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Cannabis Companies and the California Consumer Privacy Act

May 14, 2019 Articles

The new California Consumer Privacy Act of 2018 (CCPA) will come into effect January 1, 2020.  By turning attention to the issue now, cannabis companies can ensure compliance with the new law without significant business disruption.

Are You Subject to the Law?

A California cannabis company should start by determining whether the requirements of the law will actually apply to it. The act applies to for-profit companies that

  • have annual gross revenues in excess of $25,000,000; OR
  • receive or sell/share the personal information of 50,000 or more California residents, households, or devices annually; OR
  • derive at least 50 percent of their annual revenues from selling the personal information of California residents.

What Does the Act Require?

The CCPA provides consumers with four basic rights relating to their personal information:

The Right to Know

Companies must inform consumers, usually through a privacy policy, what personal information is collected, where it was acquired (e.g., through cookies, by request, etc.), what the information is used for, whether it is being shared with third parties, and to whom it is shared with.

At least two methods for a consumer to request that the company identify the personal information in its possession must be provided, including, at a minimum, a toll-free number and a link on the company web site. Such a request will need to be fulfilled by the company without charge and within 45 days after receipt of the request (with the possibility of additional time where reasonably necessary and requested). 

Similarly, the company must inform consumers of their “right to be forgotten,” discussed further below. While the law only requires this disclosure to be in a “form that is reasonably accessible,” the privacy policy is a natural location and will surely satisfy the requirement.

The Right to Opt Out

Companies that provide consumer personal information to third parties must enable consumers to “opt out” of having her/his information transferred. While the opt-out/opt-in requirements are different for consumers under 16, such requirements should not be relevant to cannabis companies who don’t knowingly permit consumers under 21 to utilize their sites/services. In short, though, companies may not sell personal information of consumers age 13 to 16 without express “opt in,” and for consumers under age 13, the company may not sell her/his personal information without “opt in” from the consumer’s parent or guardian.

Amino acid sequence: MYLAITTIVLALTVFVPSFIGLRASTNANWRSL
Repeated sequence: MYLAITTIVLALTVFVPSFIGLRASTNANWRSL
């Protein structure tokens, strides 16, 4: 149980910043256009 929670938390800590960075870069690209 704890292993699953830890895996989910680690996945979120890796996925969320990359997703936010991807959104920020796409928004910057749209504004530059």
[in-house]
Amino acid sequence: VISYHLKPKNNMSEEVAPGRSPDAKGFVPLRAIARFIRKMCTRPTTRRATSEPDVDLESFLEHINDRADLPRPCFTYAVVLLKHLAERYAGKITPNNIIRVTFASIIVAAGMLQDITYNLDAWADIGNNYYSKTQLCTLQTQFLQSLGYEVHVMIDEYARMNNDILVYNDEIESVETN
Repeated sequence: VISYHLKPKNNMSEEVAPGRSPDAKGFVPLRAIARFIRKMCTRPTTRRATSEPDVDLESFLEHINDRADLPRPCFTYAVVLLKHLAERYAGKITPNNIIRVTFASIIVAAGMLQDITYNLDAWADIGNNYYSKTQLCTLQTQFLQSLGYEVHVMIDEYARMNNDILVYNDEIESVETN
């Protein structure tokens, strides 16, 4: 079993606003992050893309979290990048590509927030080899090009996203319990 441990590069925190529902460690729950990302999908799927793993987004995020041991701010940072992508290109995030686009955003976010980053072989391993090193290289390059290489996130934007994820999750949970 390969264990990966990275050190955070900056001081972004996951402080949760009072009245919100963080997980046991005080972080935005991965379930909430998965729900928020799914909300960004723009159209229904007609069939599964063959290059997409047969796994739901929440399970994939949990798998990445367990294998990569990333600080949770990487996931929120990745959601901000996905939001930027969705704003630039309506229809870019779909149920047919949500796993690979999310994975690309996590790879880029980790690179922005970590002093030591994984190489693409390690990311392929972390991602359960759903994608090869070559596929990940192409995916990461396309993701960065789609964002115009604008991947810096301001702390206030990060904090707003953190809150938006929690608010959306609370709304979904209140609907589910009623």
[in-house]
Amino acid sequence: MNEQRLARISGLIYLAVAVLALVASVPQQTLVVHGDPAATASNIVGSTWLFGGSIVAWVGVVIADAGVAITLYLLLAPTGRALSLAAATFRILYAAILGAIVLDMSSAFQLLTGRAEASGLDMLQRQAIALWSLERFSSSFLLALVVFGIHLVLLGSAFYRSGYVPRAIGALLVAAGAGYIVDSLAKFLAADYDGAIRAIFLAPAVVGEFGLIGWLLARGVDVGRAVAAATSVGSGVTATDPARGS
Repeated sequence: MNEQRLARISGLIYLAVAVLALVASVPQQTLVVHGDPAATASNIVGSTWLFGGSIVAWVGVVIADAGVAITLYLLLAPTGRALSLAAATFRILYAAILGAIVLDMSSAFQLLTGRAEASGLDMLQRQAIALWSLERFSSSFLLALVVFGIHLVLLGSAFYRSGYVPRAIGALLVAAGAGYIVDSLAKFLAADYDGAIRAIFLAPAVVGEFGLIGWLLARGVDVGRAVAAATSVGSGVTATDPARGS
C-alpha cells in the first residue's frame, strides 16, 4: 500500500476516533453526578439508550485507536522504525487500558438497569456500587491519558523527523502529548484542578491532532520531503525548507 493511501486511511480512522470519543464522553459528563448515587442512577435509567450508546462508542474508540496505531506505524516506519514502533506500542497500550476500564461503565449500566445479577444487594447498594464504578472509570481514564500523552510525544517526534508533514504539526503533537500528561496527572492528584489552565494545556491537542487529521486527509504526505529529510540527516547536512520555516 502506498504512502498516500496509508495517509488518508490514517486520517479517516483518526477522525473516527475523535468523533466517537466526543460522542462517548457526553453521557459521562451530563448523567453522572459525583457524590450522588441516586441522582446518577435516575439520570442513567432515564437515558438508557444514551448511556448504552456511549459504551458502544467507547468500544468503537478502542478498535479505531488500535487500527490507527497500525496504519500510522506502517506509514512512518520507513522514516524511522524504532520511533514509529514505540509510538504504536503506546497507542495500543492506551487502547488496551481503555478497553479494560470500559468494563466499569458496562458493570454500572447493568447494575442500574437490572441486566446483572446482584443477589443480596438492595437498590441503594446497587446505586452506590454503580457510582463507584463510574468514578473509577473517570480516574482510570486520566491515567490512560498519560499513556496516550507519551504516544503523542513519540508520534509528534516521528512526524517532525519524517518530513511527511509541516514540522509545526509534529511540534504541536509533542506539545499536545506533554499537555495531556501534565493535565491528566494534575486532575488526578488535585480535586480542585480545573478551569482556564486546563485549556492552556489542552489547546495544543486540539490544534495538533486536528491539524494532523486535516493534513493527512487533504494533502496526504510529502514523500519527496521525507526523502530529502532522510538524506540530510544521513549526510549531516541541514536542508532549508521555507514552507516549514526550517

The privacy policy posted on the site must provide information on how to opt out as discussed above, and additionally must include a link labeled “Do Not Sell My Personal Information” on the home page. 

The Right to Control and Be Forgotten

As noted above, consumers must be able to request the deletion of their personal information. This latter right to be forgotten, however, is not a blanket right and has limitation. Personal information need not be deleted, even after a request for such deletion by a consumer, when the information is, among other things, required to comply with a legal obligation or applicable laws (e.g., age-verification laws).

Note that where a company has a need to hold personal information, it may only hold and use that data for that specific purpose.  If, for example, the company needs to hold the data for evidence of verification or other state regulatory requirements, it may not be used to provide marketing materials to the consumer or any other purpose outside of storage for legal compliance.

The Right to Exercise Privacy Rights Without Prejudice

Companies may not discriminate against consumers who exercise their rights under the CCPA.  That is, a company may not deny customers services, provide different goods or services, or charge customers different prices depending on whether they opt-out or otherwise take advantage of their rights under the CCPA. That said, the law nonetheless permits loyalty programs and other financial incentives that benefit those who don’t opt out.

What to Do to Get Ready?

January is coming.  At this time companies should be discussing the issues with stakeholders within the company, primarily those interested in collecting and using the information—the marketing department—and those that control the technical collection of data—the IT department. It is important that both stakeholders provide input and understand the issues as it is common for systems to collect information that, for example, marketers were not actually looking to collect.

Once the company’s data collection is understood, the privacy policy and required disclosures are posted, and the company has a plan and process to respond to consumer and regulator requests concerning personal information, January 1, 2020 will present only the chance to toast the opportunities of the new year rather than worry about the effective date of the CCPA.

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